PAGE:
NEW YORK, Oct 9 (Reuters) - U.S. stocks fell on Tuesday, led by losses in technology after brokerage downgrades of Intel and other major companies as worries increased about third-quarter U.S. earnings.

The Dow Jones industrial average fell 110.20 points, or 0.81 percent, to end unofficially at 13,473.45. The Standard & Poor's 500 Index slid 14.40 points, or 0.99 percent, to finish unofficially at 1,441.48. The Nasdaq Composite Index dropped 47.33 points, or 1.52 percent, to close unofficially at 3,065.02.

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  • New Men's Underwear

    Men that made do with their old underwear now are buying new underwear as the economy improves. <a href="http://1bog.org/blog/infographic-five-weird-signs-the-economy-is-improving/" target="_hplink">Men's underwear sales have increased 5.2 percent</a> in the 12 months ending in August 2011, topping $2.58 billion, according to One Block Off the Grid.

  • More Divorces

    Kim Kardashian is not alone. <a href="http://www.npr.org/2011/02/10/133631484/for-some-couples-economic-indicators-say-split" target="_hplink">There has been a surge in divorces</a> since the start of the economic recovery, according to NPR. Divorce is expensive, so with the economy on the rebound, unhappy couples now have the means to divorce.

  • More Haircuts

    Say goodbye to the recession haircut -- better known as cutting your own hair to save money. <a href="http://www.cnbc.com/id/46796981" target="_hplink">Sales at hair salons</a> have increased 5.37 percent since 2009, according to research by Sageworks cited by CNBC. <a href="http://www.washingtonpost.com/business/on-small-business/better-economy-better-hair/2012/04/04/gIQAic8vvS_story.html" target="_hplink">These hair salon sales include not only haircuts</a>, but also hair coloring, according to <em>The Washington Post</em>.

  • More Dinners Out

    We're now treating ourselves more to a nice meal out. <a href="http://www.nytimes.com/2012/03/17/business/economy/sales-at-sit-down-restaurants-suggest-a-rising-economy.html" target="_hplink">Sales at sit-down restaurants have risen 8.7 percent</a> over the past year, according to government data cited by <em>The New York Times</em>.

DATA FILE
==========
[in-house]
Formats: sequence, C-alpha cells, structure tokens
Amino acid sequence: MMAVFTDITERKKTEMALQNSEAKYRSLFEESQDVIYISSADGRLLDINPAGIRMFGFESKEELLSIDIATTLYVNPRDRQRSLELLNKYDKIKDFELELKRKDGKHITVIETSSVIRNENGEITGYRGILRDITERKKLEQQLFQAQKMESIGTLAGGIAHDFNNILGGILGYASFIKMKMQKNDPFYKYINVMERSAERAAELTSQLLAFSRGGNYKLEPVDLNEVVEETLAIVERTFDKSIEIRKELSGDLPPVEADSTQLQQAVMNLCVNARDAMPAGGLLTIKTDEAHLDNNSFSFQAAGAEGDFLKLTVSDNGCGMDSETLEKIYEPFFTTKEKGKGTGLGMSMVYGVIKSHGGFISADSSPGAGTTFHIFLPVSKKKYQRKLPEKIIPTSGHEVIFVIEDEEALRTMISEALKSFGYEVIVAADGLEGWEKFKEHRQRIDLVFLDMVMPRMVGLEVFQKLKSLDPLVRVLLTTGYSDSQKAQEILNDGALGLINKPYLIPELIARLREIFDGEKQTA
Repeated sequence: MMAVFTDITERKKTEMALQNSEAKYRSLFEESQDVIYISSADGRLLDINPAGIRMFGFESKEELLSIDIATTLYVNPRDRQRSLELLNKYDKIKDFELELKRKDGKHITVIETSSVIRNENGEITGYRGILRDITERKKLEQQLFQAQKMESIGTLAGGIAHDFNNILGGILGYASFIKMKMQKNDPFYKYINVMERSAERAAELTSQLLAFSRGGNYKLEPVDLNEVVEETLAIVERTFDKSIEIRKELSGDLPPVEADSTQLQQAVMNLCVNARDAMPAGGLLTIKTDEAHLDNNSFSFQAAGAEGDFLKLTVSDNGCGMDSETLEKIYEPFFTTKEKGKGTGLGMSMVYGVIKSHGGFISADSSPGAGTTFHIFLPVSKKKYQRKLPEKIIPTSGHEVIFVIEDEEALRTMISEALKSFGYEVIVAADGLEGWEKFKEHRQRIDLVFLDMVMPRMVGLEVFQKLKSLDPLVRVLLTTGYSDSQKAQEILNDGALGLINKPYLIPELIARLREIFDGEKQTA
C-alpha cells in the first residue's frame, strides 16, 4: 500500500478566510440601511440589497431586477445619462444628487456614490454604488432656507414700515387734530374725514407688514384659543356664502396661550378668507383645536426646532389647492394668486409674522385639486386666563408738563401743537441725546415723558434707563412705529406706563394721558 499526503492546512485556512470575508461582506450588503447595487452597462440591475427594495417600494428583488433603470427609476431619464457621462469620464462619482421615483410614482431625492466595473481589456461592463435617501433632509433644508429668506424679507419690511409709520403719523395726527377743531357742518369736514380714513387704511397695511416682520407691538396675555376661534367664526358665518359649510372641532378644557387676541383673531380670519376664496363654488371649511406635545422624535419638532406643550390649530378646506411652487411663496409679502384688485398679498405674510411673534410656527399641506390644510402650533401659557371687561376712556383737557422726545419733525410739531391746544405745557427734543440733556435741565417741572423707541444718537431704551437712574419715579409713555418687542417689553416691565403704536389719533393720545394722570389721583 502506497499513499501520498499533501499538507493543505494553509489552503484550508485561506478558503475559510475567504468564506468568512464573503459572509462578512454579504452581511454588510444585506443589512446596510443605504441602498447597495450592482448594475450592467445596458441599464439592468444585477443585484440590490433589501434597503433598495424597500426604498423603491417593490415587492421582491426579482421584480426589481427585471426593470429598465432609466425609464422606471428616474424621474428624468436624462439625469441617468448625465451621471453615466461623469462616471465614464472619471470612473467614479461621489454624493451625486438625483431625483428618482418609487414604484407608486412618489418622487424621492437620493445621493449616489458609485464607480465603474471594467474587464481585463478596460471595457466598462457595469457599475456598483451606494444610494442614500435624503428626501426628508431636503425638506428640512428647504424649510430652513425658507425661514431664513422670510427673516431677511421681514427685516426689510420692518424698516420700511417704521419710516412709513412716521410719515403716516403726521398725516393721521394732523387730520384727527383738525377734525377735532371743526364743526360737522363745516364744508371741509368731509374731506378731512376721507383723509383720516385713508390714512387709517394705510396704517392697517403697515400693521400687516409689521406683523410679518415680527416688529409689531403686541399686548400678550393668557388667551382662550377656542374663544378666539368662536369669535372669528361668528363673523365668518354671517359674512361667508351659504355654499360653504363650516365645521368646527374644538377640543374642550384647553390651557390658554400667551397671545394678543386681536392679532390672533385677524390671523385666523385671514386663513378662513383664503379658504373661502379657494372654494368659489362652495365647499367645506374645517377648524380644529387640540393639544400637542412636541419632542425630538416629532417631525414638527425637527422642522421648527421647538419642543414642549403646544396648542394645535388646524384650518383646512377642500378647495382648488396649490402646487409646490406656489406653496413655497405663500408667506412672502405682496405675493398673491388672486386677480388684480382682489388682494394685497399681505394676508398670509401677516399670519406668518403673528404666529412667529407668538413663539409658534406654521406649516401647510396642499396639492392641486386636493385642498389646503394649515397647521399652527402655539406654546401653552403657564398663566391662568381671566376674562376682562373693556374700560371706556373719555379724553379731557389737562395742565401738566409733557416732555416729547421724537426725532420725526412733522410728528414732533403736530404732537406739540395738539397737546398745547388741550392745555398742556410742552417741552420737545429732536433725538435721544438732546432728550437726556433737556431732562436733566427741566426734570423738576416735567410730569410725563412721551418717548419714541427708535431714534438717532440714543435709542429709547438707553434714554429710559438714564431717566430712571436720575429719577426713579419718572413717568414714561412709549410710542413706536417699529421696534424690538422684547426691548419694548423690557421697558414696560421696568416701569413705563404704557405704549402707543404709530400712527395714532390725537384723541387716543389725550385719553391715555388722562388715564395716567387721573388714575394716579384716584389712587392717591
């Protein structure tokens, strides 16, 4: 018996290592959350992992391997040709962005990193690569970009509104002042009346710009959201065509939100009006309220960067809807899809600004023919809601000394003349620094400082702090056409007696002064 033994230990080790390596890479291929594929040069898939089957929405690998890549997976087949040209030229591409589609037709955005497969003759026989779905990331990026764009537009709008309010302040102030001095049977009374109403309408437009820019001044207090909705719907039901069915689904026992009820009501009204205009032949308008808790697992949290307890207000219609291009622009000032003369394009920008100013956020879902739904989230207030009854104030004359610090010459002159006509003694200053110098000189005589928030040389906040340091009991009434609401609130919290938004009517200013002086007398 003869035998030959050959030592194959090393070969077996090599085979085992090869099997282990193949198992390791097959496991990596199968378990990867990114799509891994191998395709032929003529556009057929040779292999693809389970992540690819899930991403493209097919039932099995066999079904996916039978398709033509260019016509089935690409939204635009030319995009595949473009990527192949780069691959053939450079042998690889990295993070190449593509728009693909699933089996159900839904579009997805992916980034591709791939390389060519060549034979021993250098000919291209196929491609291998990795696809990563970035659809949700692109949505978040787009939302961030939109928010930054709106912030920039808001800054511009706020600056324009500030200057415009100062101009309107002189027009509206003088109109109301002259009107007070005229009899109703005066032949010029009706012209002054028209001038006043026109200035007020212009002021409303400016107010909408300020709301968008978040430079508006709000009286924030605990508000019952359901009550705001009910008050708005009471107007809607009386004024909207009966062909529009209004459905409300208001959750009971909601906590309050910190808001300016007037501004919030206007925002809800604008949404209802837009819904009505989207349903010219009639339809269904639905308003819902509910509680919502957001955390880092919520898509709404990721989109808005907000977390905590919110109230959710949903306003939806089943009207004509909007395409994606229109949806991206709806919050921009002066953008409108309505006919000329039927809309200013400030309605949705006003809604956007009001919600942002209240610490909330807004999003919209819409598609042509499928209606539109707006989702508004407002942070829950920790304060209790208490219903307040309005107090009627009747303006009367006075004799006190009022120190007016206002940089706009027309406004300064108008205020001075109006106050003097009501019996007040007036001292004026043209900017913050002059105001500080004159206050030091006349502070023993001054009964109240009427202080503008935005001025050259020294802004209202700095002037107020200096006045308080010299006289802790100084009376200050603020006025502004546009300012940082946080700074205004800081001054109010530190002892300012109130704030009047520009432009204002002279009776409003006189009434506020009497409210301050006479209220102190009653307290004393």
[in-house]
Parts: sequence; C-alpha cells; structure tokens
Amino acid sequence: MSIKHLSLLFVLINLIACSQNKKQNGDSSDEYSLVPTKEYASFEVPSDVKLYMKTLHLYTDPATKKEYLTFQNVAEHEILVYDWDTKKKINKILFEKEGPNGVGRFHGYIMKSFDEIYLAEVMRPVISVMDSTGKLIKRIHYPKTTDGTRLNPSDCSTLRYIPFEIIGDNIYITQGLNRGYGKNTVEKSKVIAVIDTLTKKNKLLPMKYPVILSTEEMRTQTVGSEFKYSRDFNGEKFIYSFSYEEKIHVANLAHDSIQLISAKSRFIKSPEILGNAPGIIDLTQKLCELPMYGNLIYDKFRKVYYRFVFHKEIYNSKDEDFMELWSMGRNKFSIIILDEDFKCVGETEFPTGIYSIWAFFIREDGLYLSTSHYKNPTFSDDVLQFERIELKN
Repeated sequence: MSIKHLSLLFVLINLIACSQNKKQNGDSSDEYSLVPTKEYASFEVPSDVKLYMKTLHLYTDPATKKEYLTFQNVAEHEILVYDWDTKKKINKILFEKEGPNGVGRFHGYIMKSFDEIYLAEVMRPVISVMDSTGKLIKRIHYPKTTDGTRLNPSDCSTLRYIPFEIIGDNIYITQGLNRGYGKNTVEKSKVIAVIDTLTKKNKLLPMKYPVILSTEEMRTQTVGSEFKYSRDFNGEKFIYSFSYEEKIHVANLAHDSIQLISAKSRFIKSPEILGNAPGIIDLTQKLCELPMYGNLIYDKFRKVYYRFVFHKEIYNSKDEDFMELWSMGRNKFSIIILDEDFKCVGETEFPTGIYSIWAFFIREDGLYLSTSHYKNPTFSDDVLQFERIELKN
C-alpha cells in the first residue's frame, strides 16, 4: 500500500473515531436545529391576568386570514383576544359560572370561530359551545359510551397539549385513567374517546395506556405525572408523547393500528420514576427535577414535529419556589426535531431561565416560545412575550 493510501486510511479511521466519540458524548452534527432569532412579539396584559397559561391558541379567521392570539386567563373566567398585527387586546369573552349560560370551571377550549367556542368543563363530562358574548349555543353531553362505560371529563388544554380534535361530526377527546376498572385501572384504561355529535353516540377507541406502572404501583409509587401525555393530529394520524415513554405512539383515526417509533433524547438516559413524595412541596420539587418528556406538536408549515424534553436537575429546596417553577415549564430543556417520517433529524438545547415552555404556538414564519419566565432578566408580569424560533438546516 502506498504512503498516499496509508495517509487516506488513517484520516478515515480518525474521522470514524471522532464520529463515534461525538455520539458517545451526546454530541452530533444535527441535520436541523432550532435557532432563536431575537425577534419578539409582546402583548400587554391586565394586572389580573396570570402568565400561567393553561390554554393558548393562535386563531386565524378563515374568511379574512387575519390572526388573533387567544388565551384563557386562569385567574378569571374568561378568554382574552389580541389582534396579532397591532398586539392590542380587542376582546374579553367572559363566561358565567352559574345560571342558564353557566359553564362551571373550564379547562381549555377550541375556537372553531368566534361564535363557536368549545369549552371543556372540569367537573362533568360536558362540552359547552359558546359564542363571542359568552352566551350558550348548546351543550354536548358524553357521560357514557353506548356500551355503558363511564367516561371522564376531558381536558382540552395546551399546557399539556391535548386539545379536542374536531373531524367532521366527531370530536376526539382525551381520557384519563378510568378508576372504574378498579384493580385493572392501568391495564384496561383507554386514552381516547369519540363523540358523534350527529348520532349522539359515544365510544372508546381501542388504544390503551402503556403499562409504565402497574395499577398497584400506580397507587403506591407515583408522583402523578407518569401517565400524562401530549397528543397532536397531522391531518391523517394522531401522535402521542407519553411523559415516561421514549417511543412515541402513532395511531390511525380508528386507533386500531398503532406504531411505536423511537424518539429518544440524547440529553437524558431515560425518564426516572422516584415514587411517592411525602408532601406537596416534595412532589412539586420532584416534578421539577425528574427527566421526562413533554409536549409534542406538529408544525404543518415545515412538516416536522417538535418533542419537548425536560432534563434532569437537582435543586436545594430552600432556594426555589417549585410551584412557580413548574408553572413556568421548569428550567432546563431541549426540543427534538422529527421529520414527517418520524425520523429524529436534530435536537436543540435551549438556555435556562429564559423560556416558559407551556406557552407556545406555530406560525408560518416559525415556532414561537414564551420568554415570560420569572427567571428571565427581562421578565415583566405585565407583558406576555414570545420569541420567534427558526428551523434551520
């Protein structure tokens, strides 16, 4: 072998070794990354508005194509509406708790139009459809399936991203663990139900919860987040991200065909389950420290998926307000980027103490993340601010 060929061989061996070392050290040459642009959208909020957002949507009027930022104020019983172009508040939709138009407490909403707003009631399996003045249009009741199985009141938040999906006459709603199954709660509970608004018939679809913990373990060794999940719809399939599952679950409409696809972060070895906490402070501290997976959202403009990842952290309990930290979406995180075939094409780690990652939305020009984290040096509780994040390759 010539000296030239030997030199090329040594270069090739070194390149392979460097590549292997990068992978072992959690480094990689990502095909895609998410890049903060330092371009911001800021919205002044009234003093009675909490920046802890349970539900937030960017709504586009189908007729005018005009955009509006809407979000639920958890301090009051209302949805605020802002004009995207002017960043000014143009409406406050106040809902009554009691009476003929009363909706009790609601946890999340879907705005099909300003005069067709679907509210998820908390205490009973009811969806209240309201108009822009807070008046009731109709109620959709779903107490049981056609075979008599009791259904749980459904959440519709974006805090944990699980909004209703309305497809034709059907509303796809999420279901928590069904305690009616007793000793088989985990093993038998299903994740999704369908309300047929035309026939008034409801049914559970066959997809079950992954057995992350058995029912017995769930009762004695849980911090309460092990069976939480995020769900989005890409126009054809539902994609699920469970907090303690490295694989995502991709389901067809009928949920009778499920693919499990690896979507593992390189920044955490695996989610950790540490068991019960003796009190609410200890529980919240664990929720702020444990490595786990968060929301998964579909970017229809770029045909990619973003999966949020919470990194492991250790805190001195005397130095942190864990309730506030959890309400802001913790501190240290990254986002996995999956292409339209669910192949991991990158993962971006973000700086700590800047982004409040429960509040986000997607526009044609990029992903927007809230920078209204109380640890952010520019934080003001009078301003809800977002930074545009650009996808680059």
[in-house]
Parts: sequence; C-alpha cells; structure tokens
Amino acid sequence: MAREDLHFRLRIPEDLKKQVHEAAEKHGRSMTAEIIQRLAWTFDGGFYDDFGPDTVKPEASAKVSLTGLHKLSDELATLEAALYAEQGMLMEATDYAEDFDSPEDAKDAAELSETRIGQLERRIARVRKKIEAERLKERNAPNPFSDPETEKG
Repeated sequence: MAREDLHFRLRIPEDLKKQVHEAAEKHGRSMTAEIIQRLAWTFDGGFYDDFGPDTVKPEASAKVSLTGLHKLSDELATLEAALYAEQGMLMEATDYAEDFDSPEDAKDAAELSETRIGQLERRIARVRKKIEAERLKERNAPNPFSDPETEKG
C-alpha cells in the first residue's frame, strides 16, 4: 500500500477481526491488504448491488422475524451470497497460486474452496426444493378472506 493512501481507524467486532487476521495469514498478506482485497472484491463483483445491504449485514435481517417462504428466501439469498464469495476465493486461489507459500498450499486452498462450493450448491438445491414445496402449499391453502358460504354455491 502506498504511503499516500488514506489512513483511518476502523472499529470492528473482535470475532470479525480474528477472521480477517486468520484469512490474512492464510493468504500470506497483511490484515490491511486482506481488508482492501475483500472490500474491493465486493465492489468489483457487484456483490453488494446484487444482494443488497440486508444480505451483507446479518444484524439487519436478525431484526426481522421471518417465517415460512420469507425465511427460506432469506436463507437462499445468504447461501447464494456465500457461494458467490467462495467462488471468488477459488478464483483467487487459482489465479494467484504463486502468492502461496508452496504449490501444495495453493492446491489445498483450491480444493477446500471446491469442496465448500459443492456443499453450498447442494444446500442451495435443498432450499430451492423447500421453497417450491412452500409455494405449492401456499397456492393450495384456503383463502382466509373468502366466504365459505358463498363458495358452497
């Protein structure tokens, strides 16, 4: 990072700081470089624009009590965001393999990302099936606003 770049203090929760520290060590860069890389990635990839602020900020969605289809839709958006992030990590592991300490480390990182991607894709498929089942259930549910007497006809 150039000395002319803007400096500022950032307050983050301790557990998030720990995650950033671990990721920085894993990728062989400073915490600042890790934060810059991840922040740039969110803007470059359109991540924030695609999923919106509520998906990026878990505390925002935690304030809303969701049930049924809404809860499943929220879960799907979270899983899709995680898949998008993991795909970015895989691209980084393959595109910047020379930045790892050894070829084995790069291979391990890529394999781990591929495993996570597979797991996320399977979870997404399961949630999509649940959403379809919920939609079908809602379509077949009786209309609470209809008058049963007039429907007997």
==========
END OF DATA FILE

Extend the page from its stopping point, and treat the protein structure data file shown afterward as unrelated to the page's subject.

• More Plastic Surgery

    Notice some of your friends are looking a bit more nipped and tucked lately? That's because plastic surgery procedures often see a boost during better economic times. <a href="http://www.plasticsurgery.org/News-and-Resources/138-Million-Cosmetic-Plastic-Surgery-Procedures-Performed-in-2011.html" target="_hplink">There were 13.8 million plastic surgeries</a> in 2011: up 5 percent since 2010, according to the American Society of Plastic Surgeons.

  • More Zoo Visits

    More parents are treating their kids to zoo visits now that the economy is recovering. <a href="http://www.dallasnews.com/news/community-news/oak-cliff/headlines/20120402-dallas-zoo-sets-record-for-attendance-in-a-month-over-145000.ece" target="_hplink">The Dallas Zoo had record attendance</a> in March: 145,441 paying visitors, up 18 percent from the record set the year before, according to the <em>Dallas Morning-News</em>.

  • More People Quitting

    When the economy gets better, workers that are unhappy at their jobs are more likely to quit, since they feel they have a better chance of finding a better job. <a href="http://www.cnbc.com/id/47030350" target="_hplink">More workers now are quitting than getting fired</a>, according to Labor Department data cited by CNBC.

  • More People Riding The Subway

    People that used to walk to save money are taking the subway again. <a href="http://www.ny1.com/content/news_beats/transit/159176/mta--subway-ridership-at-highest-level-since-1950" target="_hplink">More New Yorkers are riding the subway</a> than at any point since 1950, according to NY1.

  • More Dentist Visits

    People that delayed dentist visits to save money are going to see the dentist again -- possibly to find out they have cavities. <a href="http://video.cnbc.com/gallery/?video=3000076504" target="_hplink">Dentist visits are rising</a> thanks to the economic recovery, according to CNBC.